A number of countries, such as South Africa and India (where there are currently 3,000 deaths a day), are seeking an IP waiver from the World Trade Organisation to enable them to produce generic versions of the vaccines. Predictably, most of the wealthy capitalist countries are vetoing this request to safeguard their own industry and Ireland is among those leading the charge. The Financial Times reported that vaccine producers claimed the IP waiver could hand novel medical technology to China and Russia, allowing them develop “other vaccines or even therapeutics for conditions such as cancer and heart problems in the future.” These companies are essentially admitting that they want to stop medical advancement if it is developed by Chinese or Russian companies. They are sacrificing human lives and health for the sake of capitalist competition and the inter-imperialist rivalry between the major world powers.
It is entirely reasonable that in a crisis such as this, governments take control of vital industries and that patents on life-saving medicines are removed. Taking these steps to end the pandemic is of course in the interests of the masses whose lives are impacted, but also the capitalist governments themselves who seek to re-open the economy and “return to normal,” yet they are unwilling to take such measures. Through these decisions, and others they have made, the Irish government is responsible for unnecessary deaths in Ireland, and contributed to the apocalyptic situation in India, for example.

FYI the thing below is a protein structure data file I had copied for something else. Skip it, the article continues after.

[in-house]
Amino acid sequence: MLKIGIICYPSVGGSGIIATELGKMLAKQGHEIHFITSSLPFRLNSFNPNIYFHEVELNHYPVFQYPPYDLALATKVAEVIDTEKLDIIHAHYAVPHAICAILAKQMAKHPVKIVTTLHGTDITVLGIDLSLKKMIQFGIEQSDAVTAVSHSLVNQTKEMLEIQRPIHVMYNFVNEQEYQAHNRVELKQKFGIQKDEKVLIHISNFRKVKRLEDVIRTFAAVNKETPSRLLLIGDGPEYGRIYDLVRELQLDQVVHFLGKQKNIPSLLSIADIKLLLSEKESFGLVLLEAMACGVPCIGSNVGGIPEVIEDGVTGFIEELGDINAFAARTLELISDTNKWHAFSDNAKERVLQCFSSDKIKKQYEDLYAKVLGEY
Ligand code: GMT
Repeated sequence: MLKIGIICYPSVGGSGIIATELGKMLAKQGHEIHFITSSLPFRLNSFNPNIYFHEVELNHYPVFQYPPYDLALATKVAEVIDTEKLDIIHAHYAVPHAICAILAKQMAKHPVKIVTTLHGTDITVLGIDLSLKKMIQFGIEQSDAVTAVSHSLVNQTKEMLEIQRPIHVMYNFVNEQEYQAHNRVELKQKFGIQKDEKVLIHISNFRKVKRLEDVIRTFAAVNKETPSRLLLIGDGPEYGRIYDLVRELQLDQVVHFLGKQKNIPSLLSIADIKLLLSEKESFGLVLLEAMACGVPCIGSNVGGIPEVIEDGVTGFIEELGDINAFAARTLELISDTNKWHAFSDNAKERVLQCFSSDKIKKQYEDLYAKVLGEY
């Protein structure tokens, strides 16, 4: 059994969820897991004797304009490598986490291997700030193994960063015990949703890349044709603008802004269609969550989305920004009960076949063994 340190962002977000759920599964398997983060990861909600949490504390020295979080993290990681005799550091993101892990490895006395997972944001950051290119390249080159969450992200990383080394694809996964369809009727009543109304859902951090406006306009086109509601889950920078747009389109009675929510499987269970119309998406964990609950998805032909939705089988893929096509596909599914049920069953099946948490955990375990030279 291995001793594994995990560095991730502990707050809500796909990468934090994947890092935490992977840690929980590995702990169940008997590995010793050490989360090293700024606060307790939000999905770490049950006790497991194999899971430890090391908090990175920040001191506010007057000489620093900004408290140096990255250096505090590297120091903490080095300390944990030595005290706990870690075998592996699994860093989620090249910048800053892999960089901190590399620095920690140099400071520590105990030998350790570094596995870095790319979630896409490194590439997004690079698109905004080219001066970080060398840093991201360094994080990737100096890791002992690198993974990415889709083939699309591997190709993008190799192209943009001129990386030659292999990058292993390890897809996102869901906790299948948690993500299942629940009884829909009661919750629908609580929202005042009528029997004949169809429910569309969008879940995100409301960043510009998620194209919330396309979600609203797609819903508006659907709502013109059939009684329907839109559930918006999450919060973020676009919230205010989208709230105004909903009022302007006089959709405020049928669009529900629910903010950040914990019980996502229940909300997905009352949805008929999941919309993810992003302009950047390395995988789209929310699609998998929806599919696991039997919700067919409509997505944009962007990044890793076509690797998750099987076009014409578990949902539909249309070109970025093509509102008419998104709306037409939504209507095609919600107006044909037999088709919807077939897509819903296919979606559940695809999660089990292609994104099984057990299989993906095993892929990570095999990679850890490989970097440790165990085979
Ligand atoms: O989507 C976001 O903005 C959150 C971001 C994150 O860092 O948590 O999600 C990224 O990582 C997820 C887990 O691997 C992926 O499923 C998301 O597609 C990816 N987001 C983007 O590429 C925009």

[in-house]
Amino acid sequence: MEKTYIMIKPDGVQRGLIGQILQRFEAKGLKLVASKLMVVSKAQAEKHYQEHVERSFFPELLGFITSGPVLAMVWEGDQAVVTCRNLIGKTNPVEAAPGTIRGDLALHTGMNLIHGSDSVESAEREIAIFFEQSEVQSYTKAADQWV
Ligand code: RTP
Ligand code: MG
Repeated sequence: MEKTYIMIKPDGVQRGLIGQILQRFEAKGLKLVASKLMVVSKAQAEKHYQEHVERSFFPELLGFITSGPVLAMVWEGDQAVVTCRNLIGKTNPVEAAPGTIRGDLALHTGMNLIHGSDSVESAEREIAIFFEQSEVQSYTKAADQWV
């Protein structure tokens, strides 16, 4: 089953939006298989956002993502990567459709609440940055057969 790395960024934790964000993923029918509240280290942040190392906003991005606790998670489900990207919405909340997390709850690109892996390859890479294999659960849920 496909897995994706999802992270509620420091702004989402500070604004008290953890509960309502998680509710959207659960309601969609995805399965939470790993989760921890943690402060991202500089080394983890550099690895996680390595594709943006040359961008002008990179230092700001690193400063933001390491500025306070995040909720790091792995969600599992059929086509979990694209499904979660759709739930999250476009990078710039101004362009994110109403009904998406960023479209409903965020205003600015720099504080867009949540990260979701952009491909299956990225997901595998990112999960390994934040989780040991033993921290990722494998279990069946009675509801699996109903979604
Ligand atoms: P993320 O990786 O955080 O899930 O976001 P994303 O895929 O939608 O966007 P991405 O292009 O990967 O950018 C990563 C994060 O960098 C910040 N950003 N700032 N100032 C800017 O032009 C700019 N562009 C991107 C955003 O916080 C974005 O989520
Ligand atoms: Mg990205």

State-directed production of generic vaccines is an urgent necessity and would be a huge step forward in tackling the pandemic. This could be done on the basis of coordinated global planning and the democratic input of the workers who are experts in their fields, and the wider working class whose human decency and solidarity would seek the fairest and fastest solution to the coronavirus crisis.
The coronavirus crisis is just one of many that the working class is facing. The crisis of healthcare, housing, precarious and low-paid work, gender violence, and climate destruction all need immediate action that the anarchic, competitive, and ruthless capitalist market is not capable of. We need socialist change. Only democratic planning of production and workers’ control over the organisation of society can provide a real solution to this multitude of emergencies.